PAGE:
There’s one other characteristic of King’s writing that unfortunately ‘Salem’s Lot doesn’t have: stunningly memorable characters, among them religious lunatic Margaret White, rabid fan Annie Wilkes, pyromaniac “Trashcan Man,” the list is long. Vampire master Barlow could have been such a character, ancient, big, nasty, egotistical, and above all, wonderfully bombastic. It isn’t often said about novels, but ‘Salem’s Lot would have benefited immensely from deep background on Barlow. Nonetheless, ‘Salem’s Lot is still a heck of a powerful horror yarn. w/c

Goodbye, Holly Gibney

End of Watch

By Stephen King

Hard to believe that any diehard King fans haven’t already devoured his really fine conclusion to his Bill Hodges trilogy. So, this is for the somewhat fans and those for whom King is simply a master pulp artist. It’s good and worth the short time you’ll spend with it—short because per usual, the novel moves along at light speed despite its four-hundred plus pages.

The strength of the final novel in the series isn’t really the plotting, though those who value the plot above all else with find racing along with the Finders Keepers gang and vindictive madman Brady terrifically satisfying. King’s pacing here is much better than in the first two novels, Mr. Mercedes and Finders Keepers, primarily toward the end, where King often has a tendency to drag things out until you’re skipping every other page.

The strength here, as is true of the first two novels, are the primary characters, all of whom you’ll find engaging, particularly old Bill Hodges, Holly Gibney, and evil boy Brady Hartsfield.

Of these three, Holly stands head and shoulders among King’s best and most memorable creations. This is because he has graced her with the most memorable quirks, phobias, the best heart you can imagine, a shining innate intelligence, and, something King does so admirably well, her own personal, distinctive, and unforgettable vocabulary. Add to this that she has the best arc of progression, from the painfully reclusive woman of book one to the stronger, more confident, thanks to Bill, woman of this final novel. Readers will have their own opinions, but many will agree, “Holly, it’s poopy we won’t be seeing you again.” That is, unless King, who obviously likes her much, summons her back on stage for an encore, perhaps in another crime series.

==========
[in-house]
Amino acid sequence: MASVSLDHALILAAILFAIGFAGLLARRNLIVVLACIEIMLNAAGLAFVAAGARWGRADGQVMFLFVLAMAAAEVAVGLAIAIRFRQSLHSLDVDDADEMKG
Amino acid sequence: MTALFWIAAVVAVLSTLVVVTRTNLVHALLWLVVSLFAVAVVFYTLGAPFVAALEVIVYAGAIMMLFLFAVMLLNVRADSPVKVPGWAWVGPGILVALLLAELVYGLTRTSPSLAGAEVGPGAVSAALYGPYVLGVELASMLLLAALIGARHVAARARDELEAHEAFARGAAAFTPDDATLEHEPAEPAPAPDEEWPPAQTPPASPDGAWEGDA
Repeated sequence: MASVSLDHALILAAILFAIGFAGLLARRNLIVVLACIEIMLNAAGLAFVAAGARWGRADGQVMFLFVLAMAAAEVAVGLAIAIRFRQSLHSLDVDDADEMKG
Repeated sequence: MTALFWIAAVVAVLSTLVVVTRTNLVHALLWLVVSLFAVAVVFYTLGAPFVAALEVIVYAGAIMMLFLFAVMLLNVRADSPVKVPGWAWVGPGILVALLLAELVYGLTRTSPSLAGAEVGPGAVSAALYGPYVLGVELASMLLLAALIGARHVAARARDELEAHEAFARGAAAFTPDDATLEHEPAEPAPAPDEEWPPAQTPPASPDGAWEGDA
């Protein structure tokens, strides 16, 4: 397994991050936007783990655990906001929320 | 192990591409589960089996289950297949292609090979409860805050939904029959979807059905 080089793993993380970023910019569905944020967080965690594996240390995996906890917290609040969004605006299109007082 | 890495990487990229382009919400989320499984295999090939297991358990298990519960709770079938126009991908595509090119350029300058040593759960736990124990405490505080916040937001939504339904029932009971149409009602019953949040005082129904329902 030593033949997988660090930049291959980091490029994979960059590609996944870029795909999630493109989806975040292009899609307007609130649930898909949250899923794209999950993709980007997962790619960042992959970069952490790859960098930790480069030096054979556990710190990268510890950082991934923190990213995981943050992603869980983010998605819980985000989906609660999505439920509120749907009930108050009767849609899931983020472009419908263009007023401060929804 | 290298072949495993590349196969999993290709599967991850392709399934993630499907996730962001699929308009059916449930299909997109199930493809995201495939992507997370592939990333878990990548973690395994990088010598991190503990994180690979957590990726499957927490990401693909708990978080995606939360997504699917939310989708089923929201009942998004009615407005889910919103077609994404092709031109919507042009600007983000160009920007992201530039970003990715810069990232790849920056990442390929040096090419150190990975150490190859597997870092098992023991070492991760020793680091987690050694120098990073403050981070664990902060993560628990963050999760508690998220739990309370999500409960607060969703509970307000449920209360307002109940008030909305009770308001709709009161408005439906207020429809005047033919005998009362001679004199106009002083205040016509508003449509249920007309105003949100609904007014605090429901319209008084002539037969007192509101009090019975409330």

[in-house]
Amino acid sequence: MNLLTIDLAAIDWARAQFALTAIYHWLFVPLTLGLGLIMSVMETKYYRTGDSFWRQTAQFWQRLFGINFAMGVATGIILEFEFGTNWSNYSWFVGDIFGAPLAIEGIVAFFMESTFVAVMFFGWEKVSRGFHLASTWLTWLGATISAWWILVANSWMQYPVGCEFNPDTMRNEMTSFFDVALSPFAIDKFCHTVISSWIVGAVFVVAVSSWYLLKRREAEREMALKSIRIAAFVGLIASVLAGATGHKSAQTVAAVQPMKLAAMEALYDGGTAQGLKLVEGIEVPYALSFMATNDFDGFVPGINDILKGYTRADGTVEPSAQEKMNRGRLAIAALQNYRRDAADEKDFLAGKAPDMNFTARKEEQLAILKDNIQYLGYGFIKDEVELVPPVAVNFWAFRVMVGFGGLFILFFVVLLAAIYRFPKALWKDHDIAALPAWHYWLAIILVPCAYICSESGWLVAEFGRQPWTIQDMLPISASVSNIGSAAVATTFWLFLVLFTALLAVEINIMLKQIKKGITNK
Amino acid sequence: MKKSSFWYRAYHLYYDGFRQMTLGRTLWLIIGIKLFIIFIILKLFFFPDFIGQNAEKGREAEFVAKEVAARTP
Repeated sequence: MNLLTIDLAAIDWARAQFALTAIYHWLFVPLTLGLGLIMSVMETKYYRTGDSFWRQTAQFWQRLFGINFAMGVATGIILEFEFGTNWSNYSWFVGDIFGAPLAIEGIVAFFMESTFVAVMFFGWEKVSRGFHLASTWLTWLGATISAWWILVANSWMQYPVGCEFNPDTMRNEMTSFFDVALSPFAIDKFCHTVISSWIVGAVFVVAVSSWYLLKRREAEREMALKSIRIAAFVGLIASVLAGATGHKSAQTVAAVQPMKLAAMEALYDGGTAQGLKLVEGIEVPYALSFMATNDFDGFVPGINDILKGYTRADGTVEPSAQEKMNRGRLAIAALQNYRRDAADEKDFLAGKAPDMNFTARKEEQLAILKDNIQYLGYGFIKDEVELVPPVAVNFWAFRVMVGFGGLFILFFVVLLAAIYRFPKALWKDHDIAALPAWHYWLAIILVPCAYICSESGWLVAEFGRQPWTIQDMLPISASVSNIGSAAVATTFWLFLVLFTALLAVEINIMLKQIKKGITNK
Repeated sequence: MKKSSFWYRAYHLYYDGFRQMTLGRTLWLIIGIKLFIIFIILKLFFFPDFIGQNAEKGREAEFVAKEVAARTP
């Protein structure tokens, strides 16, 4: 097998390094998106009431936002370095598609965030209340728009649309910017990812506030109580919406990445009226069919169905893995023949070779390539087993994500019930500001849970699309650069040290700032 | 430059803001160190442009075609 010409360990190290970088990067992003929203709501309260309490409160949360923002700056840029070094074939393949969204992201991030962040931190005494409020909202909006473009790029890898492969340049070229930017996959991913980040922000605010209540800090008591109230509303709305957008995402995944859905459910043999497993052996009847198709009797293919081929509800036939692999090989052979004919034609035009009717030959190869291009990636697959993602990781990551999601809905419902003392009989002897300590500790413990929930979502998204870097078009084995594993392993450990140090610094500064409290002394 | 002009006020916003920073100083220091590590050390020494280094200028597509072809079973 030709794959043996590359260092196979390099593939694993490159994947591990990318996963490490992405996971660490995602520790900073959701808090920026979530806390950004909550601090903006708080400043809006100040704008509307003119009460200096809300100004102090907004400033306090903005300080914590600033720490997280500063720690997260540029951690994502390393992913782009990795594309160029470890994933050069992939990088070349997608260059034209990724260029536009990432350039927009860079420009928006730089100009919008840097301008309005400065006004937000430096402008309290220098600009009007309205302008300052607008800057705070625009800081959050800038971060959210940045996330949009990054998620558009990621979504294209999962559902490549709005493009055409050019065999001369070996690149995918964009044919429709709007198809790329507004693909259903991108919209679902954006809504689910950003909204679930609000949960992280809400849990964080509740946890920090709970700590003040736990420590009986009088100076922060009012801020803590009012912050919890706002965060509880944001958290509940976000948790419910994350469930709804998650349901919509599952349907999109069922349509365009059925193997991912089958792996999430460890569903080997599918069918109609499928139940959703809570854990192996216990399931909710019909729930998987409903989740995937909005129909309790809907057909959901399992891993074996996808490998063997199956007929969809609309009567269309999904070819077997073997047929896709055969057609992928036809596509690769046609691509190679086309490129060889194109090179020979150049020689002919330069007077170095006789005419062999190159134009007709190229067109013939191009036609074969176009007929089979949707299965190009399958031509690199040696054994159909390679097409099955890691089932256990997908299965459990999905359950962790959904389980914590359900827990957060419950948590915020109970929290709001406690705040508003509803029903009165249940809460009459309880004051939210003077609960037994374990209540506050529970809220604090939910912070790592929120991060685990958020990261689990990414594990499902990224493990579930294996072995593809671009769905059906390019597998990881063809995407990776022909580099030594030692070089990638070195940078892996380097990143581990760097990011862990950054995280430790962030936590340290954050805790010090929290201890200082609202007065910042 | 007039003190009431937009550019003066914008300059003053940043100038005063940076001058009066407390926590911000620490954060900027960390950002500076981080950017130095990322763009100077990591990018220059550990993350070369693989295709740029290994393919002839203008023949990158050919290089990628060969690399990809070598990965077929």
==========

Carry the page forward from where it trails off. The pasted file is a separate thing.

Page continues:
As fans certainly know, King is a man of years, probably wondering like many of us how the heck that happened, and how the world will shepherd us out. Enter an ill Bill Hodges, which gives nothing away since we know that from the get-go. Bill’s a smart and crafty guy, a man retired from a rough and ready profession who possesses a deep well of compassion and a sharp sense of justice. Yes, in this sunset novel, Bill is an old man about to make his exit, a victim of the frailty and disease of aging. Of course, we’re routing for him, hoping a miracle will occur, as they many times does in King novels. But most of all, we hope that if he has to exit, he does so in a halo of victory with all of his dignity. That’s our hope for him, and it’s for readers to discover if in fact that is his end, or if he ends.

Brady, on the other hand, is an evil individual we cheer along to a demise we pray will be exquisitely tortured. Because he lacks dimension, being evil from the start, with no real arc apart from intensifying badness, of the troika, he proves the least interesting, or truer, one with whom we can’t identify. Still, though, due to his intelligence, his paralytic situation, and the always intriguing concept of psychokinesis, he makes an appropriate villain.

Plot, then, you ask? Simple, Bill suspects there’s more going on in the head of said apparent vegetable. He’s correct, as Brady discovers the power of psychokinesis hidden within him and uses it to extract his pound of flesh from humankind and Bill Hodges in particular. w/c

Joyce Carol Oates Out for Blood, Again

Jack of Spades: A Tale of Suspense

By Joyce Carol Oates

Oates is back again, this time with a compact psychological thriller/horror tale. The setting is New Jersey. The protagonist is a successful author of popular mysteries, the well-plotted sort, wherein always evil gets its comeuppance in the end. However, he is also the secret author of a sub-genre: bloody, gratuitously violent thrillers featuring a killer who always wins in the end.